The Malaysian Association of Hotels (MAH) had today proposed that Malaysia abolish its RM10 per room per night tourism tax to grow foreign tourist arrivals.
MAH president Cheah Swee Hee said it told Malaysia’s Council of Eminent Persons (CEP) that the ideal way of dealing with the tourism tax is to abolish it. The tourism tax, enforced since Sept 1, 2017, applies to foreign tourists. It was reported that local tourists and permanent residents in Malaysia are exempted from the tax.
Today, Cheah said: “Yes, we discussed the tourism tax. We got to find a solution to that. It has to be fair to everybody, because at the moment with a flat rate, we are not encouraging long stay because you are charging customers every night. So, they (hoteliers) are finding a solution to that.”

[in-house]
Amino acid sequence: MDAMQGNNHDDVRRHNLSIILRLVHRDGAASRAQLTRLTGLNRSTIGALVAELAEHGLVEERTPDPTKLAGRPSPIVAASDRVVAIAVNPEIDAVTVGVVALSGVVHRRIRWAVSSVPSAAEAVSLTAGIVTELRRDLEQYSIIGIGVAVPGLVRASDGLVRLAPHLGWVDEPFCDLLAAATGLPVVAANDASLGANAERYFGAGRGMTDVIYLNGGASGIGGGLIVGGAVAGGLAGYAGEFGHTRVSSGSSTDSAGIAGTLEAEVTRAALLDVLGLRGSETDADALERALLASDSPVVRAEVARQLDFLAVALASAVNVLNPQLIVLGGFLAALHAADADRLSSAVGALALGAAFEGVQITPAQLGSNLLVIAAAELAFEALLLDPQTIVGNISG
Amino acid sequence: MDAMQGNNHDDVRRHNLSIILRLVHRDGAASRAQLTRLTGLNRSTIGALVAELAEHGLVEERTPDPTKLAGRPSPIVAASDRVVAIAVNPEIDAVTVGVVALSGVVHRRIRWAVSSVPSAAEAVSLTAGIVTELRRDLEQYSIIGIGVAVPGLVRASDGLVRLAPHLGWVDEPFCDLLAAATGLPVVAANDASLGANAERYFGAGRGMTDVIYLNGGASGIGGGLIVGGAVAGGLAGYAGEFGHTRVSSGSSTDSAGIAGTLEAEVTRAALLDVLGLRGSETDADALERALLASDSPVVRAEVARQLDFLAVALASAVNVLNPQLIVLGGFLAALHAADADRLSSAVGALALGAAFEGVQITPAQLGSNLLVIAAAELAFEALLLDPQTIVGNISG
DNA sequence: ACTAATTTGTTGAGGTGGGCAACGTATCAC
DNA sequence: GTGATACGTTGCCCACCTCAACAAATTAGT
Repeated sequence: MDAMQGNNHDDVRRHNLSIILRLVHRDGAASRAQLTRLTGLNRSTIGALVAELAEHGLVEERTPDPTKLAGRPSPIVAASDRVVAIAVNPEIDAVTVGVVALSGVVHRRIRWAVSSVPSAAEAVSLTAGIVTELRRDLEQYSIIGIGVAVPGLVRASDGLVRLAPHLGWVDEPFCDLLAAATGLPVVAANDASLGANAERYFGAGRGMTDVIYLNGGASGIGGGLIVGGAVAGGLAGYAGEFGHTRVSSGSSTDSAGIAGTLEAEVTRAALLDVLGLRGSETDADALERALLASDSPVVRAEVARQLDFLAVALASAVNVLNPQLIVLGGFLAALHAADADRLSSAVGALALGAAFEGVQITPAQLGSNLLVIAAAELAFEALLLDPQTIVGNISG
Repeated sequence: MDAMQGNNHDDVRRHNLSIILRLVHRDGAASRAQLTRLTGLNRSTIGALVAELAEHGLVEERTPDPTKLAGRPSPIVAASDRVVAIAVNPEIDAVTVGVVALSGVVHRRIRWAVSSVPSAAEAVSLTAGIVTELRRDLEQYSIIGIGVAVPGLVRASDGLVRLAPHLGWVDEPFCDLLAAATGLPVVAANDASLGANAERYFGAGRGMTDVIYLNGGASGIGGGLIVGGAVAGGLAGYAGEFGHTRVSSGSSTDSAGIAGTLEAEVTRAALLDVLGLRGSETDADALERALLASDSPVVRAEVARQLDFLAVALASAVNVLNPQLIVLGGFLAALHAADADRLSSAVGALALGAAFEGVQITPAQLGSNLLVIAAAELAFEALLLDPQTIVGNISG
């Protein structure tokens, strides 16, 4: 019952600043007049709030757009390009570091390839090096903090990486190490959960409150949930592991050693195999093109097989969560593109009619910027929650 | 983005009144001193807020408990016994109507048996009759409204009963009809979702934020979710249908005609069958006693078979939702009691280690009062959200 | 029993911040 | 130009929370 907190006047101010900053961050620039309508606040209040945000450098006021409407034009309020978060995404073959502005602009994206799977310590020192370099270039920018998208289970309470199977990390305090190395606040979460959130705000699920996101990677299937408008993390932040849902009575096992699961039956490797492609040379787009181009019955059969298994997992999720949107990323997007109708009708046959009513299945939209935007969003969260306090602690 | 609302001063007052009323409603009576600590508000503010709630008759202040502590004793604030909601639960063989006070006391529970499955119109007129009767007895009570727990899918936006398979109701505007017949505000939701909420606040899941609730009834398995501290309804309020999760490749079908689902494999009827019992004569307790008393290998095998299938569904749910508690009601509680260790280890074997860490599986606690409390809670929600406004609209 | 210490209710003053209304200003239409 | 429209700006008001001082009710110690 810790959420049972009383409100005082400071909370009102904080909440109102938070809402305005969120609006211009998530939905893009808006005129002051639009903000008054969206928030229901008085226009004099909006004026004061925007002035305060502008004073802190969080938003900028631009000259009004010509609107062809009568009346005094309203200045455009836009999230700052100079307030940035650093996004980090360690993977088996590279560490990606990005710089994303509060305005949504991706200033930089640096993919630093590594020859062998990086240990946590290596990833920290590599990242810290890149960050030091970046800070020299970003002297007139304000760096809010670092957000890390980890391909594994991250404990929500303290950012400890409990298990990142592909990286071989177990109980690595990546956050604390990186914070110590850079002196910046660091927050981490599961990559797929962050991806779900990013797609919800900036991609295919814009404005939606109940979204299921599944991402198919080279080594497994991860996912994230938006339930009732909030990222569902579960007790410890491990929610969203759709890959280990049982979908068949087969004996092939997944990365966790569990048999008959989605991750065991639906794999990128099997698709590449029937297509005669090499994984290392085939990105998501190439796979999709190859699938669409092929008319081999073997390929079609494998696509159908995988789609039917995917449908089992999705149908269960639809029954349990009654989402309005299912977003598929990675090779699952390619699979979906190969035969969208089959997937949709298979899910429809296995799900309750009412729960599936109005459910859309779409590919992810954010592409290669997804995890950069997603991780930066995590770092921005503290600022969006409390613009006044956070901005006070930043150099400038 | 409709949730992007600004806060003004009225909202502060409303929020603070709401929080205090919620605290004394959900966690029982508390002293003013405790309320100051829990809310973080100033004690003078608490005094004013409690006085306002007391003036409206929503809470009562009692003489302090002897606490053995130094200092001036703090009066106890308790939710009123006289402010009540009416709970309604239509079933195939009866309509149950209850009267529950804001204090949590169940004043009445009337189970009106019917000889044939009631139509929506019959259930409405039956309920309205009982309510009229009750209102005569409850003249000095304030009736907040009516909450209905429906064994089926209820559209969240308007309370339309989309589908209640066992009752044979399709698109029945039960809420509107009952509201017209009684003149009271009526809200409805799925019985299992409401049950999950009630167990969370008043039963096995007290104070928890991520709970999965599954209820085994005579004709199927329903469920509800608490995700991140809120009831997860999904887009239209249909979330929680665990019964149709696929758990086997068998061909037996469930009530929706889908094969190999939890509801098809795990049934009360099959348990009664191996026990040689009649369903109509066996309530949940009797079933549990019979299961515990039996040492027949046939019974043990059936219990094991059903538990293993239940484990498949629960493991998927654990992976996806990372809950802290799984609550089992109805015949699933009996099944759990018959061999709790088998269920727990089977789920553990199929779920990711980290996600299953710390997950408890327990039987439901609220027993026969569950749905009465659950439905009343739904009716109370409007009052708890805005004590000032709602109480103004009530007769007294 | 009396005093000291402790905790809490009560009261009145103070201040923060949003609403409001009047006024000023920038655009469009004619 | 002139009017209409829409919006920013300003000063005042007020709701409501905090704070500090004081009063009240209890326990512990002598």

“The best is to abolish it. That would be more attractive to the tourist, but of course, whatever said and done, they will have to discuss the issue,” he said here today before leaving Menara Ilham, where MAH’s meeting with CEP took place.
Cheah said MAH and CEP had also discussed about minimum wage and unlicensed hotels in Malaysia.
“We discussed about connectivity and how to bring in high spending tourists. The other one is the minimum wage. The hotel sector is very unique, we already have the service charge as part of staff income, but because of the (minimum wage) regulations that mention basic salary, it makes the income (earned) by people (working) in the hotel sector seem to be very little, but in actual fact, their service charge is very high, it can be up to RM550 multiply by six points and the service charge can be up to RM3,000.
“We also discussed about unlicensed hotels like Airbnb. We have to have the right regulation for it. We cannot discount any business model in any industry, but we need the regulation so that we can have a fair playing ground for everybody,” he said.